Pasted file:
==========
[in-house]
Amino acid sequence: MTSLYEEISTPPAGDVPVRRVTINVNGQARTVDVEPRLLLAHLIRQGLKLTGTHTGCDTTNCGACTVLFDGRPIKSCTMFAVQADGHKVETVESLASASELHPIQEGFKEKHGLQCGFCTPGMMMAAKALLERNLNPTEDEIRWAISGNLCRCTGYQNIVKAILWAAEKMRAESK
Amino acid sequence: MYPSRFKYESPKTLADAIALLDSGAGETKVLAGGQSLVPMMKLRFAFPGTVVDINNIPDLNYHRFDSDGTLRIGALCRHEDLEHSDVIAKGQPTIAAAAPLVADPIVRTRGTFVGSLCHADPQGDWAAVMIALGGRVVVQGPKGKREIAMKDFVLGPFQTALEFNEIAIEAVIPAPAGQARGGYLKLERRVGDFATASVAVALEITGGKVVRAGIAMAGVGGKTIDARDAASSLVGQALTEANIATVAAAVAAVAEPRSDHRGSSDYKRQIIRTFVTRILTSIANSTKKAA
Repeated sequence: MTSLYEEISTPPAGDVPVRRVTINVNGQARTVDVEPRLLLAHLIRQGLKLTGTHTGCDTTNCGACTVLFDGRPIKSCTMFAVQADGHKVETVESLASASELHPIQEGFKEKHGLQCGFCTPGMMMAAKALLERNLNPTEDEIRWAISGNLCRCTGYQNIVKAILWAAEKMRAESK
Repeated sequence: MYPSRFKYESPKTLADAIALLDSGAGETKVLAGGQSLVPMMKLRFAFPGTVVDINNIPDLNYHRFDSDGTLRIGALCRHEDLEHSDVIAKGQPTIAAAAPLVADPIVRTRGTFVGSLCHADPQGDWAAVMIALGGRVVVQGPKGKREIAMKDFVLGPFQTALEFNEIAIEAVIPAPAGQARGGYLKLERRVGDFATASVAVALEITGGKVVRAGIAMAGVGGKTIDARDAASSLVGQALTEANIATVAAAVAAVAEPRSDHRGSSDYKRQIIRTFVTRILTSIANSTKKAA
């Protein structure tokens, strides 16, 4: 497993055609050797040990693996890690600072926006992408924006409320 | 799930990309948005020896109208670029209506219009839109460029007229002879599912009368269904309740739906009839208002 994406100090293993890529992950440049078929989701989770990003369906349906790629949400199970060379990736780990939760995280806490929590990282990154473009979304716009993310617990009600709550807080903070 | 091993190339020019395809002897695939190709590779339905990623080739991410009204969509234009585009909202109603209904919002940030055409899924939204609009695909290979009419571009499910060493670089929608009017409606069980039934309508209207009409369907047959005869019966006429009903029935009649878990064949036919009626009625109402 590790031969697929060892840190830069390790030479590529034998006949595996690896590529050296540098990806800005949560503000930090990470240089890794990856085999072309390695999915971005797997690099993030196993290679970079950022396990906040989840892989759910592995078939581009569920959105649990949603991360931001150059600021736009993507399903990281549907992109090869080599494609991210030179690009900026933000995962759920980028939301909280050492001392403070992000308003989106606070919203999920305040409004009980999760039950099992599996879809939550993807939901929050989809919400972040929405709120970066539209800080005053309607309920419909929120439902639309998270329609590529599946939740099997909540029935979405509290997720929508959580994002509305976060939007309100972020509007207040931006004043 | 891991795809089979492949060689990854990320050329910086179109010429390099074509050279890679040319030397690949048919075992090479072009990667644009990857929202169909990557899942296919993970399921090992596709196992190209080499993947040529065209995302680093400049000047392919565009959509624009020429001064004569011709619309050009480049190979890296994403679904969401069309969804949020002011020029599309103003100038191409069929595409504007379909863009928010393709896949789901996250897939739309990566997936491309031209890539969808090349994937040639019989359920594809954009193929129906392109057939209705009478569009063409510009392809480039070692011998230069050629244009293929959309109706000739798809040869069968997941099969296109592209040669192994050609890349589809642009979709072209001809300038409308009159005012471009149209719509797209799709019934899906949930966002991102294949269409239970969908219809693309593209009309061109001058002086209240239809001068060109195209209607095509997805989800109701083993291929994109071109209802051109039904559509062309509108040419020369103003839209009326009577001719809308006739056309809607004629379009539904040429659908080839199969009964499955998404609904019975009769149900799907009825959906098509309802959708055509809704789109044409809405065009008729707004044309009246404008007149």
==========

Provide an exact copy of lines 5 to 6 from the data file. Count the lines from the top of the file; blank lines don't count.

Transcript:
Repeated sequence: MYPSRFKYESPKTLADAIALLDSGAGETKVLAGGQSLVPMMKLRFAFPGTVVDINNIPDLNYHRFDSDGTLRIGALCRHEDLEHSDVIAKGQPTIAAAAPLVADPIVRTRGTFVGSLCHADPQGDWAAVMIALGGRVVVQGPKGKREIAMKDFVLGPFQTALEFNEIAIEAVIPAPAGQARGGYLKLERRVGDFATASVAVALEITGGKVVRAGIAMAGVGGKTIDARDAASSLVGQALTEANIATVAAAVAAVAEPRSDHRGSSDYKRQIIRTFVTRILTSIANSTKKAA
């Protein structure tokens, strides 16, 4: 497993055609050797040990693996890690600072926006992408924006409320 | 799930990309948005020896109208670029209506219009839109460029007229002879599912009368269904309740739906009839208002 994406100090293993890529992950440049078929989701989770990003369906349906790629949400199970060379990736780990939760995280806490929590990282990154473009979304716009993310617990009600709550807080903070 | 091993190339020019395809002897695939190709590779339905990623080739991410009204969509234009585009909202109603209904919002940030055409899924939204609009695909290979009419571009499910060493670089929608009017409606069980039934309508209207009409369907047959005869019966006429009903029935009649878990064949036919009626009625109402 590790031969697929060892840190830069390790030479590529034998006949595996690896590529050296540098990806800005949560503000930090990470240089890794990856085999072309390695999915971005797997690099993030196993290679970079950022396990906040989840892989759910592995078939581009569920959105649990949603991360931001150059600021736009993507399903990281549907992109090869080599494609991210030179690009900026933000995962759920980028939301909280050492001392403070992000308003989106606070919203999920305040409004009980999760039950099992599996879809939550993807939901929050989809919400972040929405709120970066539209800080005053309607309920419909929120439902639309998270329609590529599946939740099997909540029935979405509290997720929508959580994002509305976060939007309100972020509007207040931006004043 | 891991795809089979492949060689990854990320050329910086179109010429390099074509050279890679040319030397690949048919075992090479072009990667644009990857929202169909990557899942296919993970399921090992596709196992190209080499993947040529065209995302680093400049000047392919565009959509624009020429001064004569011709619309050009480049190979890296994403679904969401069309969804949020002011020029599309103003100038191409069929595409504007379909863009928010393709896949789901996250897939739309990566997936491309031209890539969808090349994937040639019989359920594809954009193929129906392109057939209705009478569009063409510009392809480039070692011998230069050629244009293929959309109706000739798809040869069968997941099969296109592209040669192994050609890349589809642009979709072209001809300038409308009159005012471009149209719509797209799709019934899906949930966002991102294949269409239970969908219809693309593209009309061109001058002086209240239809001068060109195209209607095509997805989800109701083993291929994109071109209802051109039904559509062309509108040419020369103003839209009326009577001719809308006739056309809607004629379009539904040429659908080839199969009964499955998404609904019975009769149900799907009825959906098509309802959708055509809704789109044409809405065009008729707004044309009246404008007149």